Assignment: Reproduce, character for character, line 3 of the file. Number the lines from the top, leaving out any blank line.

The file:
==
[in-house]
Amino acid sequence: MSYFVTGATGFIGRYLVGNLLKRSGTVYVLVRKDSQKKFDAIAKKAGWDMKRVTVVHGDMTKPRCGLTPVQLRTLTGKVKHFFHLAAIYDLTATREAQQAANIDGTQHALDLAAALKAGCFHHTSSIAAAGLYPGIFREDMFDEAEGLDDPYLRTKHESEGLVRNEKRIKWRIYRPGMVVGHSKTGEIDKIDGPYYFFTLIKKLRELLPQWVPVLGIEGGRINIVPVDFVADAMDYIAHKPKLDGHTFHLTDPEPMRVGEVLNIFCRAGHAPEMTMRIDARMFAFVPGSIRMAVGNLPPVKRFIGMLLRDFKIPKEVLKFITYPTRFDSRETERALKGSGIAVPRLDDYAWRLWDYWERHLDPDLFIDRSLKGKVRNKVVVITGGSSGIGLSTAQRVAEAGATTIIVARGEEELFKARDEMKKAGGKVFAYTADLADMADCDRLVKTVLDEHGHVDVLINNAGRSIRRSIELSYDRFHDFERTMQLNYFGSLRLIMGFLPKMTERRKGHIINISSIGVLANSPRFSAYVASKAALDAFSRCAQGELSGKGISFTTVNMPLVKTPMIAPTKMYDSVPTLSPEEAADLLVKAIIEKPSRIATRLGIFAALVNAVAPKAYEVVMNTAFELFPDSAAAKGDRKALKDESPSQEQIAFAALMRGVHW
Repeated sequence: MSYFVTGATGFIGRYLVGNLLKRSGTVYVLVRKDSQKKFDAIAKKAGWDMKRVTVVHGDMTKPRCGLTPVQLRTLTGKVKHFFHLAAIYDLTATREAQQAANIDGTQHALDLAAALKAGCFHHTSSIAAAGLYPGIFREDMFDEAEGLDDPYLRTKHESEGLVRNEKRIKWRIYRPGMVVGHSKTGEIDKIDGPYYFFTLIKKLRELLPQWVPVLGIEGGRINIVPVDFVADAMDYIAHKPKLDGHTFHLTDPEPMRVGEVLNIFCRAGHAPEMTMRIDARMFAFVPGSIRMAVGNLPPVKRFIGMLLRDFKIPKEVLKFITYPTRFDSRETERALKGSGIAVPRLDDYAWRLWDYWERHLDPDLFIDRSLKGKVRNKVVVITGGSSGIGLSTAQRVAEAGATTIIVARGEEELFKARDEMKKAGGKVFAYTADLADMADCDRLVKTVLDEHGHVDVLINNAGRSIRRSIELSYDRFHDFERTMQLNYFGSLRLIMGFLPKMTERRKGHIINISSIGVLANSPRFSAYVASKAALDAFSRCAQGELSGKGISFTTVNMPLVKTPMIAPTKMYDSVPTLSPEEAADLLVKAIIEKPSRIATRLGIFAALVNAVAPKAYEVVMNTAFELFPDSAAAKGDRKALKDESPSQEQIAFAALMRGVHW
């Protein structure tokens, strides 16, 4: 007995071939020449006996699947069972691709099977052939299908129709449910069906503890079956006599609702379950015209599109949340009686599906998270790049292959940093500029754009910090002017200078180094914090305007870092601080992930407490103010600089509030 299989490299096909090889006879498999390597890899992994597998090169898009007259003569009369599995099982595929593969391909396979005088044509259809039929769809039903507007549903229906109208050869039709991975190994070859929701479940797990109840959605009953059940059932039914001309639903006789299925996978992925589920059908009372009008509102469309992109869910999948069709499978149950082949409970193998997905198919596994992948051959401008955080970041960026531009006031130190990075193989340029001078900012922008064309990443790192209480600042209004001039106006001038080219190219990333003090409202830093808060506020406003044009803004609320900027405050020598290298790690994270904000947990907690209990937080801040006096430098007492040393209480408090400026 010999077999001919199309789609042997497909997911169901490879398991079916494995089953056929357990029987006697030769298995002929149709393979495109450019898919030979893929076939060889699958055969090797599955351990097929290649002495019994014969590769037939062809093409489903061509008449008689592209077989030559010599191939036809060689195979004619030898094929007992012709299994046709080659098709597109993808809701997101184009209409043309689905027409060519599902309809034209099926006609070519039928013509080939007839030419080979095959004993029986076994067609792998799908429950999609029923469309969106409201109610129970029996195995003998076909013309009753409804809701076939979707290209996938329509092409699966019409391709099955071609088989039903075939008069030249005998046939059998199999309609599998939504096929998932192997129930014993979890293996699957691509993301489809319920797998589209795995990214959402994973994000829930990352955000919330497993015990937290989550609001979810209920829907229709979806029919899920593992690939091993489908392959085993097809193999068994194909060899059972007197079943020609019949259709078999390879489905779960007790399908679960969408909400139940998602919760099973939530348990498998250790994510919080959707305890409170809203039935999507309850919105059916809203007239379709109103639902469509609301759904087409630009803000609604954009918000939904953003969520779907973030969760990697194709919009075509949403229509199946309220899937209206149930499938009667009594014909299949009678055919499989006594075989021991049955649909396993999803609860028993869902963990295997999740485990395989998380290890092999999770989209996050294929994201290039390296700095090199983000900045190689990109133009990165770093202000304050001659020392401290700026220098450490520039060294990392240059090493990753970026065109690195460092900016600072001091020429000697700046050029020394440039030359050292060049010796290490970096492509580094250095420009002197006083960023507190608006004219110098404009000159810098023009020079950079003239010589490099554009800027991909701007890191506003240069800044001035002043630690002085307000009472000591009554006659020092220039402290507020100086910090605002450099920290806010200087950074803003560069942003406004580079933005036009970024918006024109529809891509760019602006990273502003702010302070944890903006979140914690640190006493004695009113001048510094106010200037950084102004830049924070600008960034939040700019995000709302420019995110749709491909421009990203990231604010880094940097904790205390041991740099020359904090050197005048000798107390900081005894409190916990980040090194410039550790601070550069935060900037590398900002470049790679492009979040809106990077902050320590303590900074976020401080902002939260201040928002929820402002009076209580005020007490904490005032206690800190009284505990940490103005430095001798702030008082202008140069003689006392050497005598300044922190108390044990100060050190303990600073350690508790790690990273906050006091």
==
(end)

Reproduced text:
Repeated sequence: MSYFVTGATGFIGRYLVGNLLKRSGTVYVLVRKDSQKKFDAIAKKAGWDMKRVTVVHGDMTKPRCGLTPVQLRTLTGKVKHFFHLAAIYDLTATREAQQAANIDGTQHALDLAAALKAGCFHHTSSIAAAGLYPGIFREDMFDEAEGLDDPYLRTKHESEGLVRNEKRIKWRIYRPGMVVGHSKTGEIDKIDGPYYFFTLIKKLRELLPQWVPVLGIEGGRINIVPVDFVADAMDYIAHKPKLDGHTFHLTDPEPMRVGEVLNIFCRAGHAPEMTMRIDARMFAFVPGSIRMAVGNLPPVKRFIGMLLRDFKIPKEVLKFITYPTRFDSRETERALKGSGIAVPRLDDYAWRLWDYWERHLDPDLFIDRSLKGKVRNKVVVITGGSSGIGLSTAQRVAEAGATTIIVARGEEELFKARDEMKKAGGKVFAYTADLADMADCDRLVKTVLDEHGHVDVLINNAGRSIRRSIELSYDRFHDFERTMQLNYFGSLRLIMGFLPKMTERRKGHIINISSIGVLANSPRFSAYVASKAALDAFSRCAQGELSGKGISFTTVNMPLVKTPMIAPTKMYDSVPTLSPEEAADLLVKAIIEKPSRIATRLGIFAALVNAVAPKAYEVVMNTAFELFPDSAAAKGDRKALKDESPSQEQIAFAALMRGVHW